You have tried my heart;
You have visited me
You have tested me and You find nothing;
I have purposed that my mouth will not transgress.
4As for the deeds of men, by the word of Your lips
I have kept from the paths of the violent.
5My steps have held fast to Your paths.
My feet have not slipped.
6I have called upon You, for You will answer me, O God;
Incline Your ear to me, hear my speech.
7Wondrously show Your lovingkindness,
O Savior of those who take refuge at Your right hand
From those who rise up against them.
8Keep me as the apple of the eye;
Hide me in the shadow of Your wings
9From the wicked who despoil me,
My deadly enemies who surround me.
10They have closed their unfeeling heart,
With their mouth they speak proudly.
11They have now surrounded us in our steps;
They set their eyes to cast us down to the ground.
12He is like a lion that is eager to tear,
And as a young lion lurking in hiding places.
13Arise, O LORD, confront him, bring him low;
Deliver my soul from the wicked with Your sword,
14From men with Your hand, O LORD,
From men of the world, whose portion is in this life,
And whose belly You fill with Your treasure;
They are satisfied with children,
And leave their abundance to their babes.
15As for me, I shall behold Your face in righteousness;
I will be satisfied with Your likeness when I awake.
Parallel VersesAmerican Standard Version
Thou hast proved my heart; thou hast visited me in the night; Thou hast tried me, and findest nothing; I am purposed that my mouth shall not transgress.
Thou hast proved my heart, and visited it by night, thou hast tried me by fire: and iniquity hath not been found in me.
Darby Bible Translation
Thou hast proved my heart, thou hast visited me by night; thou hast tried me, thou hast found nothing: my thought goeth not beyond my word.
English Revised Version
Thou hast proved mine heart; thou hast visited me in the night; thou hast tried me, and findest nothing; I am purposed that my mouth shall not transgress.
Webster's Bible Translation
Thou hast proved my heart; thou hast visited me in the night; thou hast tried me, and shalt find nothing; I have purposed that my mouth shall not transgress.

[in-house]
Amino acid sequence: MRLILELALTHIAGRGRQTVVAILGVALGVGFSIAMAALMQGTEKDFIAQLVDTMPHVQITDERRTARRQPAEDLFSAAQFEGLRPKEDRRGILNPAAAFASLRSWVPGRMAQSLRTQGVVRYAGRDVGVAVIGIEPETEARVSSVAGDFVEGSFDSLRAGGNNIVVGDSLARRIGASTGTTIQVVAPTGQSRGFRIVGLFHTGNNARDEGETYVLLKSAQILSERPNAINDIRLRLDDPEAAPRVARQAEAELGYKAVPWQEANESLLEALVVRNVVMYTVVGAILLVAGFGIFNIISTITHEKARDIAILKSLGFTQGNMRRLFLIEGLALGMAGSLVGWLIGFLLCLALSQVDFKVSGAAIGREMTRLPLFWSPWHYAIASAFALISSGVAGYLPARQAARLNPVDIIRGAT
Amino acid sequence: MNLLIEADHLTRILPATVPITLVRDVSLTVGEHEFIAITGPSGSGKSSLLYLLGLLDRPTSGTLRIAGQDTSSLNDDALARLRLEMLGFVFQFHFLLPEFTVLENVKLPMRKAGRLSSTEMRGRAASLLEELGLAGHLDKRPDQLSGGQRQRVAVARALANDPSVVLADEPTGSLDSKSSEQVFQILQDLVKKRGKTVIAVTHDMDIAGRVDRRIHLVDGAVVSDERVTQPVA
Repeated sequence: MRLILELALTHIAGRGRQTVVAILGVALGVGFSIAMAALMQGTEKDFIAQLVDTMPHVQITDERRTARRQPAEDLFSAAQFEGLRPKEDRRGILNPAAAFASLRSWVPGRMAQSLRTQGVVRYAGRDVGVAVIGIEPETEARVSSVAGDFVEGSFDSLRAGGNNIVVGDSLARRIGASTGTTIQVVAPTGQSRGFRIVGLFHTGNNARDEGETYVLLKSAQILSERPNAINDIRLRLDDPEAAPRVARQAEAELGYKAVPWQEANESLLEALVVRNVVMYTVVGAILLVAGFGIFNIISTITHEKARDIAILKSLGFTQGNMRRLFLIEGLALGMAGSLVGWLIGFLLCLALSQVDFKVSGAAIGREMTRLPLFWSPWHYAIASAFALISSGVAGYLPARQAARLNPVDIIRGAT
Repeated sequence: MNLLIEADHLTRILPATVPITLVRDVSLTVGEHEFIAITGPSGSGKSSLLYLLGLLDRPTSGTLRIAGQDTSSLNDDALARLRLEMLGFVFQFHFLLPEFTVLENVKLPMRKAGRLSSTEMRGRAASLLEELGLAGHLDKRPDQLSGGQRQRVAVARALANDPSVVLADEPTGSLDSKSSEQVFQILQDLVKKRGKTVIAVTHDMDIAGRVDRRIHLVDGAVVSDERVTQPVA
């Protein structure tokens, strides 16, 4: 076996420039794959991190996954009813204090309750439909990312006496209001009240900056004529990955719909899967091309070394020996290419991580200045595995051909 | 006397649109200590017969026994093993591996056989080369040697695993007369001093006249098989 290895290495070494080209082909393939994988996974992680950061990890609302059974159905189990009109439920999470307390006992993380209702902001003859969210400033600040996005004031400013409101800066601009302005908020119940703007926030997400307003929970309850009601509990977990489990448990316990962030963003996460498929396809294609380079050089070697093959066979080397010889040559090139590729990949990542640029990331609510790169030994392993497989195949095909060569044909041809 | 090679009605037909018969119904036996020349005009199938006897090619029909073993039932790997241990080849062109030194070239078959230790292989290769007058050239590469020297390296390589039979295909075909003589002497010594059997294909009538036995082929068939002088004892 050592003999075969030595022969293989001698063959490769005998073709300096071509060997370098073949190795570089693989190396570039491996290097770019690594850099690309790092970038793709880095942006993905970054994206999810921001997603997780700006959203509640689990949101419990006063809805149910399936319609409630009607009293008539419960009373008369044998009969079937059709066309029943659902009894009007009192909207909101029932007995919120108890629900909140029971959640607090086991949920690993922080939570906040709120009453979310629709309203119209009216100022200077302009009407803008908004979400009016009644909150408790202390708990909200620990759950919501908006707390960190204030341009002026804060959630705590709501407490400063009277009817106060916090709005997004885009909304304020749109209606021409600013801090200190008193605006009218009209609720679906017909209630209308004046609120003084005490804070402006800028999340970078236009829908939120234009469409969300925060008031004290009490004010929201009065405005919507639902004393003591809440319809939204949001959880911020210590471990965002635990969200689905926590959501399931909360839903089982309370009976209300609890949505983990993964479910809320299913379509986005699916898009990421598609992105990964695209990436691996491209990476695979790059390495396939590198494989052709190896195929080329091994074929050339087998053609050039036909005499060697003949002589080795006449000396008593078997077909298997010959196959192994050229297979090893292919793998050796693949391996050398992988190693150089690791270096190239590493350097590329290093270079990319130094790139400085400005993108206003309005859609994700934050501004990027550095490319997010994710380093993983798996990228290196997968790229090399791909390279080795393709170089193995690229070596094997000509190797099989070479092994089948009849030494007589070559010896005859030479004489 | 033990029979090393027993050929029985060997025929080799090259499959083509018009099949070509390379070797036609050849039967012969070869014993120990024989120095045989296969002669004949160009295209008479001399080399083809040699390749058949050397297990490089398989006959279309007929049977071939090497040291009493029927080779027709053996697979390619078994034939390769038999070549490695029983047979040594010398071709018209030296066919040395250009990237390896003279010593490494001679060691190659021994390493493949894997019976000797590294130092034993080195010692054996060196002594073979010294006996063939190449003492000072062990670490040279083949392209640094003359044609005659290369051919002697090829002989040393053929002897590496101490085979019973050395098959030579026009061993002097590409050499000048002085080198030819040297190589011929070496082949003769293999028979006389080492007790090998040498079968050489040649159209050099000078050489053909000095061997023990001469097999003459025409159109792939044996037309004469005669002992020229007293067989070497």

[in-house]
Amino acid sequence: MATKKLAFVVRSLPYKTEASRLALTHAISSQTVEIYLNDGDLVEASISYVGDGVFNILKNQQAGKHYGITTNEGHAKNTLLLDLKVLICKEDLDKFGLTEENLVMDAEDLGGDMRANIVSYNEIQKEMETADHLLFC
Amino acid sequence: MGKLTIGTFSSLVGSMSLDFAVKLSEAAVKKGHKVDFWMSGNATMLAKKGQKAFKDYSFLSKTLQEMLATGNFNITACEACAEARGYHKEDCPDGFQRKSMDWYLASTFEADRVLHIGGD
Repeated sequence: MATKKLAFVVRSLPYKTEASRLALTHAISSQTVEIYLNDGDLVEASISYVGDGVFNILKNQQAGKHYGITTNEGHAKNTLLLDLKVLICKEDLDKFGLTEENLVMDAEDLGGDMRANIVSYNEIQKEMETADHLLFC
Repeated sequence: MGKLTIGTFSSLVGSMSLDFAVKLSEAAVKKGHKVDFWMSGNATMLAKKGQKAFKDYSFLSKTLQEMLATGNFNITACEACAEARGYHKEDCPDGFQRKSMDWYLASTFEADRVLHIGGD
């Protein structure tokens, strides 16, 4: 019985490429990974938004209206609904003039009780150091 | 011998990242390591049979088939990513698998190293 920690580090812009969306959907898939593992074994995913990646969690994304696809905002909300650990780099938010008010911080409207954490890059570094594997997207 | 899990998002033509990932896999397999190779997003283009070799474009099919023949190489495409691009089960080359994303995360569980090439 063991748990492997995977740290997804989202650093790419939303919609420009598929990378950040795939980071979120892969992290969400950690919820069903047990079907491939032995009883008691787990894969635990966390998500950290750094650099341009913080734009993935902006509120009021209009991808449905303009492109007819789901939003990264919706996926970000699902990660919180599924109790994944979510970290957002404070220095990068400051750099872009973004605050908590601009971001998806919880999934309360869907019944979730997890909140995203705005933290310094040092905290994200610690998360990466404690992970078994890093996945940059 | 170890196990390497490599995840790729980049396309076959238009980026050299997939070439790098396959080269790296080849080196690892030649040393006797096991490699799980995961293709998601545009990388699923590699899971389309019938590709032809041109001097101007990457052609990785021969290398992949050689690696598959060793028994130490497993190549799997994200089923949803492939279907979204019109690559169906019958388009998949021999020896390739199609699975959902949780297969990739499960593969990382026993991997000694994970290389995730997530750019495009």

World English Bible
You have proved my heart. You have visited me in the night. You have tried me, and found nothing. I have resolved that my mouth shall not disobey.
Young's Literal Translation
Thou hast proved my heart, Thou hast inspected by night, Thou hast tried me, Thou findest nothing; My thoughts pass not over my mouth.
LibraryThe Two Awakings
'I shall be satisfied, when I awake, with Thy likeness.' --PSALM xvii. 15. 'As a dream when one awaketh; so, O Lord, when Thou awakest, Thou shalt despise their image.'--PSALM lxxiii. 20. Both of these Psalms are occupied with that standing puzzle to Old Testament worthies--the good fortune of bad men, and the bad fortune of good ones. The former recounts the personal calamities of David, its author. The latter gives us the picture of the perplexity of Asaph its writer, when he 'saw the prosperity …
Alexander Maclaren—Expositions of Holy Scripture
The Hope of Future Bliss
In looking at this passage to-night, we shall notice first of all, the spirit of it; secondly, the matter of it; and then, thirdly, we shall close by speaking of the contrast which is implied in it. I. First, then, the SPIRIT OF THIS UTTERANCE, for I always love to look at the spirit in which a man writes, or the spirit in which he preaches; in fact, there is vastly more in that than in the words he uses. Now, what should you think is the spirit of these words? "As for me, I will behold thy face …
Charles Haddon Spurgeon—Spurgeon's Sermons Volume 1: 1855
AN ADDRESS TO A LITTLE COMPANY AT THE COMMUNION TABLE AT MENTONE."Thou hast visited me in the night."--Psalm xvii. 3. MYSTERIOUS VISITS. IT is a theme for wonder that the glorious God should visit sinful man. "What is man, that Thou art mindful of him? and the son of man, that Thou visitest him?" A divine visit is a joy to be treasured whenever we are favoured with it. David speaks of it with great solemnity. The Psalmist was not content barely to speak of it; but he wrote it down in plain terms, …
Charles Hadden Spurgeon—Till He Come
Out of the Deep of Fear and Anxiety.